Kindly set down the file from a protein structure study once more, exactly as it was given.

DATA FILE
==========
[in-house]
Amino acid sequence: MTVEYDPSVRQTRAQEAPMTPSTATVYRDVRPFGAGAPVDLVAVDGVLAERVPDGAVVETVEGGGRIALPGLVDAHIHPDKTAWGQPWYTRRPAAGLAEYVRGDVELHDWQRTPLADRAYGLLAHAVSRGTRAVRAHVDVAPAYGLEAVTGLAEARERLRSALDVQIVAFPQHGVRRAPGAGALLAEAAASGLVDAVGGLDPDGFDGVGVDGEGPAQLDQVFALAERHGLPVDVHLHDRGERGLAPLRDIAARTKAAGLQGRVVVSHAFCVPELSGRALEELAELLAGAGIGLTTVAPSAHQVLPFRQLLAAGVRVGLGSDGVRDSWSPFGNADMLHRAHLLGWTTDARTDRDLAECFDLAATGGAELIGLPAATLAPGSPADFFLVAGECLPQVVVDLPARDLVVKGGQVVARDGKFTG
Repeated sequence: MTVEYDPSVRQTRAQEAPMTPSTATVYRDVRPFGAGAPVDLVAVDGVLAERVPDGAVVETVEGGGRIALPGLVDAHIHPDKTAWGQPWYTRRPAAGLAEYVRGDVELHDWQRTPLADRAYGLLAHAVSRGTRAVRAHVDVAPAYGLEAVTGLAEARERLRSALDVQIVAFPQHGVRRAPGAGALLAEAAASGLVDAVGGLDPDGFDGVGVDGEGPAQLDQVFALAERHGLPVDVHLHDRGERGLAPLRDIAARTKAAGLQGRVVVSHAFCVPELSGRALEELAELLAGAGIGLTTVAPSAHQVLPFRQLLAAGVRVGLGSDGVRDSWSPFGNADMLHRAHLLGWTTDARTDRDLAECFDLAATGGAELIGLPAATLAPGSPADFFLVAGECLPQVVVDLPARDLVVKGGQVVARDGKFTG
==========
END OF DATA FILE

[in-house]
Amino acid sequence: MTVEYDPSVRQTRAQEAPMTPSTATVYRDVRPFGAGAPVDLVAVDGVLAERVPDGAVVETVEGGGRIALPGLVDAHIHPDKTAWGQPWYTRRPAAGLAEYVRGDVELHDWQRTPLADRAYGLLAHAVSRGTRAVRAHVDVAPAYGLEAVTGLAEARERLRSALDVQIVAFPQHGVRRAPGAGALLAEAAASGLVDAVGGLDPDGFDGVGVDGEGPAQLDQVFALAERHGLPVDVHLHDRGERGLAPLRDIAARTKAAGLQGRVVVSHAFCVPELSGRALEELAELLAGAGIGLTTVAPSAHQVLPFRQLLAAGVRVGLGSDGVRDSWSPFGNADMLHRAHLLGWTTDARTDRDLAECFDLAATGGAELIGLPAATLAPGSPADFFLVAGECLPQVVVDLPARDLVVKGGQVVARDGKFTG
Repeated sequence: MTVEYDPSVRQTRAQEAPMTPSTATVYRDVRPFGAGAPVDLVAVDGVLAERVPDGAVVETVEGGGRIALPGLVDAHIHPDKTAWGQPWYTRRPAAGLAEYVRGDVELHDWQRTPLADRAYGLLAHAVSRGTRAVRAHVDVAPAYGLEAVTGLAEARERLRSALDVQIVAFPQHGVRRAPGAGALLAEAAASGLVDAVGGLDPDGFDGVGVDGEGPAQLDQVFALAERHGLPVDVHLHDRGERGLAPLRDIAARTKAAGLQGRVVVSHAFCVPELSGRALEELAELLAGAGIGLTTVAPSAHQVLPFRQLLAAGVRVGLGSDGVRDSWSPFGNADMLHRAHLLGWTTDARTDRDLAECFDLAATGGAELIGLPAATLAPGSPADFFLVAGECLPQVVVDLPARDLVVKGGQVVARDGKFTG